Perpetual Peter Pans

You’ve seen them and know them – the perpetual Peter Pans. The men (and women) who “don’t wanna to grow up.” These are the ones who want to play “doctor,” but never want to play “mommy and daddy.” The ones who  loved the food, games and fun at Chuck E. Cheese’s restaurant and now embrace Dave and Buster’s whose ads read, “Recess time is calling: Can you hear it? It’s beckoning you to break out of your daily routine and have a little fun.”

Long after the time when other men and women put away childish things and shoulder adult activities, the adult Toys-R-Us kids line up nights of video games with their friends. These petulant, children in adult bodies want to watch Scoopy Doo and Road Runner in their jammies forever – and the networks cooperate with adult cartoons such as King of the Hill, the Simpsons,  Bevis and Butthead and South Park.

In his perpetual pre-pubescent state, Pan wore tights, green shorts and a shirt. Today’s Peter Pan would not be caught dead in a suit. As soon as they can, they finagle for casual Friday – and a relaxed dress code the rest of the week. Yes, they will go to college to seek a degree, but please, don’t expect them to quit being a sleepy child taken by mom on an early morning dash to the grocery store. They attend college classes in pajamas, slippers and a hat to cover their bed head hair.

For a long time, common sense said, “get a college degree, develop your career and have your fun – before you settle down.” The Peter Pans listened and pushed adult responsibilities back into the mid- to late 20s. Less than a half century ago most teenagers worked, wed and reproduced. Now they keep on playing “cops and robbers” – and call it Laser Tag or Paint Ball.
The kids who grew up with Little League through the summer, now gravitate to adult leagues for football, dodgeball, soccer, kickball and basketball with a full season’s schedule that encroaches on time with the family. Parents used to sit in the stands and watch their children play. Now the kids ascend the stands to watch mom or dad play.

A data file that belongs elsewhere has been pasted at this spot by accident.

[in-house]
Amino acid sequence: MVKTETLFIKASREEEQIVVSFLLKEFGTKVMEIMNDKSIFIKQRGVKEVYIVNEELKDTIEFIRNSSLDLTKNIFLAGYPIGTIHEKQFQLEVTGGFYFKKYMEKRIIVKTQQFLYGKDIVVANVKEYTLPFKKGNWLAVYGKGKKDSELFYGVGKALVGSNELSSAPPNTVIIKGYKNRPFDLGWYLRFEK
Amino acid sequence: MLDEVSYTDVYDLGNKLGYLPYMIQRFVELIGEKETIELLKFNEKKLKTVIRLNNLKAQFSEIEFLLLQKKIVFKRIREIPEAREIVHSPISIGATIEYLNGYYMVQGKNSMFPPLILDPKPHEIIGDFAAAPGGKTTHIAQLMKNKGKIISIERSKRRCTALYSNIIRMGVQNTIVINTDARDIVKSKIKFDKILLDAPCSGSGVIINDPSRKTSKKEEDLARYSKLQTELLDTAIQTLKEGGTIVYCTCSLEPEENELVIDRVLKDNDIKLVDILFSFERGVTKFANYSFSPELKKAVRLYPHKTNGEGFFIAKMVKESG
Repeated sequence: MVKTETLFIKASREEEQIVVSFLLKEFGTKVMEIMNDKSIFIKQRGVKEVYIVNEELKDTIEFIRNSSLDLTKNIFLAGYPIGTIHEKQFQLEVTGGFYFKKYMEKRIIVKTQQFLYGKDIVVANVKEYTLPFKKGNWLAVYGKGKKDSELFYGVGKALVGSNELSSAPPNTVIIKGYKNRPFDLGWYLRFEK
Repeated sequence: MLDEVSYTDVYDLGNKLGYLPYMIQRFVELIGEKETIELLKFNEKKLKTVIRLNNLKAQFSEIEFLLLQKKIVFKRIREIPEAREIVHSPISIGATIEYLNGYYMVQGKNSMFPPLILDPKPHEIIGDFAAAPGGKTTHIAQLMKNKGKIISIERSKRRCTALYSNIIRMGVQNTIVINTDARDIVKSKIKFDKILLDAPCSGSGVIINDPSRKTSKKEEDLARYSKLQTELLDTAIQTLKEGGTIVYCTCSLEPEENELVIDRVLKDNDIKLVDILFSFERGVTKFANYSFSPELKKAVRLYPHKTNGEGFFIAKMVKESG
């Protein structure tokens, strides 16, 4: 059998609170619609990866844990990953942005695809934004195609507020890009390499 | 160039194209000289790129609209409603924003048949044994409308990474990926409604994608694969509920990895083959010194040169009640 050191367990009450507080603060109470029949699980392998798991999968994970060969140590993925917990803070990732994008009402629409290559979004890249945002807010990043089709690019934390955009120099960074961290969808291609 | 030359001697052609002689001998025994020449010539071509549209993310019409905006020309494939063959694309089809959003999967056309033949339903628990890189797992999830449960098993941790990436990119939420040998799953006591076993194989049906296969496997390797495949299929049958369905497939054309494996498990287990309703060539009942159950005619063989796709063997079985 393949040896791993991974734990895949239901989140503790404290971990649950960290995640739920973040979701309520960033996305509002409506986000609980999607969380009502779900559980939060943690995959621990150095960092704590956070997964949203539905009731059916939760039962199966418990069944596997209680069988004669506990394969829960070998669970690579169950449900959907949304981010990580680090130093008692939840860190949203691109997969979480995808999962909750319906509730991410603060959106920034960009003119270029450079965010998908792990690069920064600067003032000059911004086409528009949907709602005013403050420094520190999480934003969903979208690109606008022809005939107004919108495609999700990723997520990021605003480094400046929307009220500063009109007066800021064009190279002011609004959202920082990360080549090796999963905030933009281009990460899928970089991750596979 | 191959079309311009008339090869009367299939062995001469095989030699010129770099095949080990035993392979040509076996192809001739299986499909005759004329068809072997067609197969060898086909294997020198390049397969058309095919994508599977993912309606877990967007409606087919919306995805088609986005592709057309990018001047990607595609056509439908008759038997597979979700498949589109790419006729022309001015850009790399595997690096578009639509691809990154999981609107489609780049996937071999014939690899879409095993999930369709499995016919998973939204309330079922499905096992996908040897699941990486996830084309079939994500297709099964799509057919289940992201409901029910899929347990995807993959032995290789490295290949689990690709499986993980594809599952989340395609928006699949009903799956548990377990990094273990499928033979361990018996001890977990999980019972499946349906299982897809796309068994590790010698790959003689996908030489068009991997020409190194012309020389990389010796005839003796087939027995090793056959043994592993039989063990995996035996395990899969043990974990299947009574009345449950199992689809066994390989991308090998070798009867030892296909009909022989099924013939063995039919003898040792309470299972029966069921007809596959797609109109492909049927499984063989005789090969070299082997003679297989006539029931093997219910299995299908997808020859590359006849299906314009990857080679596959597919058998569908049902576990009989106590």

The younger the child, the more sheltered from the harshest of life’s realities – but, Lost Boys wants to be sheltered forever. After two decades of family sitcoms, they meet real life situations and come away protesting, “That’s not how it happened on the Cosby show!” They fail to recognize that the witty repartee and wise insights of the show took a staff of screen writers weeks to develop. While the Cosby crew resolved major interpersonal issues in 30 minutes, real people may struggle with those same issues for years – often without resolution.

Like petulant 8-year-olds told it is time to stop playing and go to bed, they ignorantly declare, “I can’t wait ‘til I’m an adult and I can do whatever I want!” Perpetual Peter Pans want all the privileges and none of the responsibilities. They want all of the cash without any of the commitment to a career to collect it.

They pout and cling to the invisible magic wand that created everything in the land of Let’s Pretend. On the cusp of adulthood, they keep looking for the wand and ignore the shovel, the hammer and the hoe required to lay the foundations for a real house made with their blood, sweat and tears.

Today’s “big kids” want to have “backsies” forever – to never have to keep commitments or fulfill obligations. They live together because that means they can gather up their toys and leave just as they did when they played house as children. As adults, they avoid making a serious commitment of “til death do us part” – and never discover the variety, the rich freedom and the comfort of a relationship and a life established on the foundation of commitment and hard work.